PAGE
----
"For example Elsevier, the market leader in research publishing, has margins of 40%. Academic publishing is obviously a different world to many others. 'Audience development' is not about a mass of people, but about relevance. It's a continuous challenge for the publishers to help researchers target and reach their peers efficiently and effectively."
Sven sees that academic publishing has many areas in which they can improve working for their audiences:
"Academic publishing has been really good at creating products, but really bad at understanding the customer's readers. Many publishers have forgotten that behind these 7,500 academic libraries in the world there are 250 million people in research - or in industry that does research. When I ask publishing houses how their readers behave, who they are and where they are, I don't get a clear answer. So the first attempts at getting a grasp on this, through the use of social media for example, are kicking off."
#5 "We need to start taking influencers seriously - we have been underestimating them for quite a while now." - Lin Hierse
Publishers are using influencer marketing to bolster branded content programs or stand alone offerings, including consumer research. Earlier this year, the Interactive Advertising Bureau published a guide after their working group spoke to member publishers. They identified four key ways influencer marketing is moving the dial for publishers: 1) content creation/curation, 2) content credibility, 3) content amplification and 4) content as an extension of a publisher's thought leadership.
Lin emphasized the importance of utilizing influencer marketing for all publishers - established and new. Influencers and the content they can help you create have come a long way too:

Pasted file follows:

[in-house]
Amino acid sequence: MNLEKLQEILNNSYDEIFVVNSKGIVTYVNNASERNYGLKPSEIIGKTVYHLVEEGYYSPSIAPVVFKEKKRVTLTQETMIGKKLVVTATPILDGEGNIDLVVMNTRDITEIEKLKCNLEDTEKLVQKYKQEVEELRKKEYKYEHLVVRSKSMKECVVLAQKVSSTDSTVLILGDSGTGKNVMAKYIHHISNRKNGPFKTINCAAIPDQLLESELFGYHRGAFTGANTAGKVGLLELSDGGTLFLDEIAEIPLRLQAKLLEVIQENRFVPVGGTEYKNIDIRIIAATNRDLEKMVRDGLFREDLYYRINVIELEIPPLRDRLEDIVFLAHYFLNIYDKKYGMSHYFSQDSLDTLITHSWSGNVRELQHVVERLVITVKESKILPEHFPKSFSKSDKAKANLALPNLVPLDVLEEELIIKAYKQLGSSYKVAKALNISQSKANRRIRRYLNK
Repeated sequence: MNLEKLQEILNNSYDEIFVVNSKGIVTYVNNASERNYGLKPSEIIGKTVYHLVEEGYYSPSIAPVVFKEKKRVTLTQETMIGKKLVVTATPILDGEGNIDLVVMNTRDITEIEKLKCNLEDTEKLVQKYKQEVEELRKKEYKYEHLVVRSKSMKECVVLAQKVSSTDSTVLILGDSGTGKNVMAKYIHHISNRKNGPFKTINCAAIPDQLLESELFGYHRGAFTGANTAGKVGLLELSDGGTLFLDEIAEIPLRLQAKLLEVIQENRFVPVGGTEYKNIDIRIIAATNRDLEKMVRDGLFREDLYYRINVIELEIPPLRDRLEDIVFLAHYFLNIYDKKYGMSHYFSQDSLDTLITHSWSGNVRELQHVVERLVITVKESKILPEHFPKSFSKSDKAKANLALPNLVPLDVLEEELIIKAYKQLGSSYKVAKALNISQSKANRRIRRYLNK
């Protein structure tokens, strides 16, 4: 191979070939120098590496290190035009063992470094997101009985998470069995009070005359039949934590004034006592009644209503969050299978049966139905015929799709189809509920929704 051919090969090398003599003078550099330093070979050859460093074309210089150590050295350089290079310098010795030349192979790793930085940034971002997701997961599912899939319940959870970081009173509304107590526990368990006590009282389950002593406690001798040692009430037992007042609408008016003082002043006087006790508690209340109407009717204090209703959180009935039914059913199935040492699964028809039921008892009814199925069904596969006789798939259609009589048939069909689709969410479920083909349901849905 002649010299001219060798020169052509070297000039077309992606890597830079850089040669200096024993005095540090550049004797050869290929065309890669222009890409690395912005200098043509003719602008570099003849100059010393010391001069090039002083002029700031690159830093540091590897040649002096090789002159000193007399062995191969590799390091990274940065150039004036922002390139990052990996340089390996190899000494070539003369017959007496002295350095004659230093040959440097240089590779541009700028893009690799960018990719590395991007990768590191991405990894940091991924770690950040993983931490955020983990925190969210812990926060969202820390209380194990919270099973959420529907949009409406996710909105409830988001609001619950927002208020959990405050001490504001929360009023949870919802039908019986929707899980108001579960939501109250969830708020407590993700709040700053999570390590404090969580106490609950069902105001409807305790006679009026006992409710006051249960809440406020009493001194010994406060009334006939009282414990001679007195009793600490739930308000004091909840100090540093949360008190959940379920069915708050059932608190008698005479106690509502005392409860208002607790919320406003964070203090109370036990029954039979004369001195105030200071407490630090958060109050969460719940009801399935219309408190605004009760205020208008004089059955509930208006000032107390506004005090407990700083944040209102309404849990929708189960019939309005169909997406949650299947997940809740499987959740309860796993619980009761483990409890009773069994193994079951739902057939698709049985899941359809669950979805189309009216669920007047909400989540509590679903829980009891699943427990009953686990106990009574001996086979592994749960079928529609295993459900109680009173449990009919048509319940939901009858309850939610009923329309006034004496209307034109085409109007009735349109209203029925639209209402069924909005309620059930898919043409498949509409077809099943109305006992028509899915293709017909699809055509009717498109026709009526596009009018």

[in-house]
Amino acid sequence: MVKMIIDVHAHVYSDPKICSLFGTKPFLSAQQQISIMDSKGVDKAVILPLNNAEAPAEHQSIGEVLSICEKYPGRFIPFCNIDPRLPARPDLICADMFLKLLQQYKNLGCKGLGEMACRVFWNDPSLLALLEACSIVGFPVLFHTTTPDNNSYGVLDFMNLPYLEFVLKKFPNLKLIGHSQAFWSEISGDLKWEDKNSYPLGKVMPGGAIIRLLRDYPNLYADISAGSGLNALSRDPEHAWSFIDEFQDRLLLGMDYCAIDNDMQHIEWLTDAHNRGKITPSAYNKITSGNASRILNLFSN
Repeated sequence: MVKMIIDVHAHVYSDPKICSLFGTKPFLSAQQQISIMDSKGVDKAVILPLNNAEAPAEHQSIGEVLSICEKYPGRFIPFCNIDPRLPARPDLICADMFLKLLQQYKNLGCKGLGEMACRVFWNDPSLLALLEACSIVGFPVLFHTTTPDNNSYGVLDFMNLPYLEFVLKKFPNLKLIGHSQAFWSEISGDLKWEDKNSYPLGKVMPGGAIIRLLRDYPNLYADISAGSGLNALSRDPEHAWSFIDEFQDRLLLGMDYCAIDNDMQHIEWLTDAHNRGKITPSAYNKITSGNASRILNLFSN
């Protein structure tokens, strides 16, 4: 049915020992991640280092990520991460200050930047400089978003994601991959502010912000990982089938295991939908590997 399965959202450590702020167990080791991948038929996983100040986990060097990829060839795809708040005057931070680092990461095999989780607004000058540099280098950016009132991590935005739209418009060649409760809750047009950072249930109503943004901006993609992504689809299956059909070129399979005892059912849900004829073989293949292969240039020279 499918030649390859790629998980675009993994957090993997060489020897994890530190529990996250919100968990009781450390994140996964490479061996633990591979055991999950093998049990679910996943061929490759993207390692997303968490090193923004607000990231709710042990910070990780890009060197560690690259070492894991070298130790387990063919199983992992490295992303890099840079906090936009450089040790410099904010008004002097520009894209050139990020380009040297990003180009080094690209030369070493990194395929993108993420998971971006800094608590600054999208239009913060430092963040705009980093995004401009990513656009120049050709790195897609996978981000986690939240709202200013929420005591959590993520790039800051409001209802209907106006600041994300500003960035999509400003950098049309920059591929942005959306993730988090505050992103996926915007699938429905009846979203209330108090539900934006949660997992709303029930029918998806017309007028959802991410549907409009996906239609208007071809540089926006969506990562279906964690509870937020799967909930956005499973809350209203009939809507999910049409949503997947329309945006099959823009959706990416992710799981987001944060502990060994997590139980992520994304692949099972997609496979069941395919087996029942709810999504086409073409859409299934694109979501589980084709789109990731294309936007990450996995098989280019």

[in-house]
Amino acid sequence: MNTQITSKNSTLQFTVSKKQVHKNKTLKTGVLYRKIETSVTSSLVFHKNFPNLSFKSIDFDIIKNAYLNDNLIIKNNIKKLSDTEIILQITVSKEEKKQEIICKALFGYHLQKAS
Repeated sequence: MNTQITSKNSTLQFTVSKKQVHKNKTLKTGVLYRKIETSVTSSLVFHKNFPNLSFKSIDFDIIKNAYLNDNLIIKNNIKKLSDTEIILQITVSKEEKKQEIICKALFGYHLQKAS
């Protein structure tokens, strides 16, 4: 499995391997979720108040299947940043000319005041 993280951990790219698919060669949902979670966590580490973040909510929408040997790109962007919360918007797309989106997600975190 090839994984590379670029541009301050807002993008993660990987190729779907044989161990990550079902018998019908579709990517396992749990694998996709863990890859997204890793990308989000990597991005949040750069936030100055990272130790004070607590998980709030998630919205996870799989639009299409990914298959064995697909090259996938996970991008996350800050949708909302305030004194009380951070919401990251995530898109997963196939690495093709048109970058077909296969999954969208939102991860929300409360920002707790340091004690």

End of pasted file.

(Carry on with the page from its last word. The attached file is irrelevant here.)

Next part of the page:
"The audience is getting smarter. They don't accept shallow and rather baffling attempts to push brands anymore. We've come a long way since the first trashy videos. People talk about influencers in a way they used to talk about bloggers. Newsrooms should start being more open minded towards these kinds of new formats."
Do you get influencers involved in spreading your story? Are you or your journalist colleagues setting out to be more of an influencer?
#6 "We're now very tolerant of failure - in the winning, experimental sort of way" - Tom Clark
The evening's final talk by Tom was about thinking creatively about the future of publishing, with an especial focus on new product development. He spoke about the importance of the agile method - a particular project management approach that uses incremental, iterative work sequences:
"Business models tend to follow a waterfall approach - this usually means you invest far too much in something that's probably not going to stick in this fast-changing world. De Gruyter is trying to work in a more agile way to be able to launch more products and see what sticks."
To my delight, Tom emphasized the value collaborations with startups bring in making better products for end-users:
"The startups are the one who are coming in and applying different metrics, slicing and dicing communties and selling those services back to the Luddites that our industry can be. We're partnering increasingly with startups."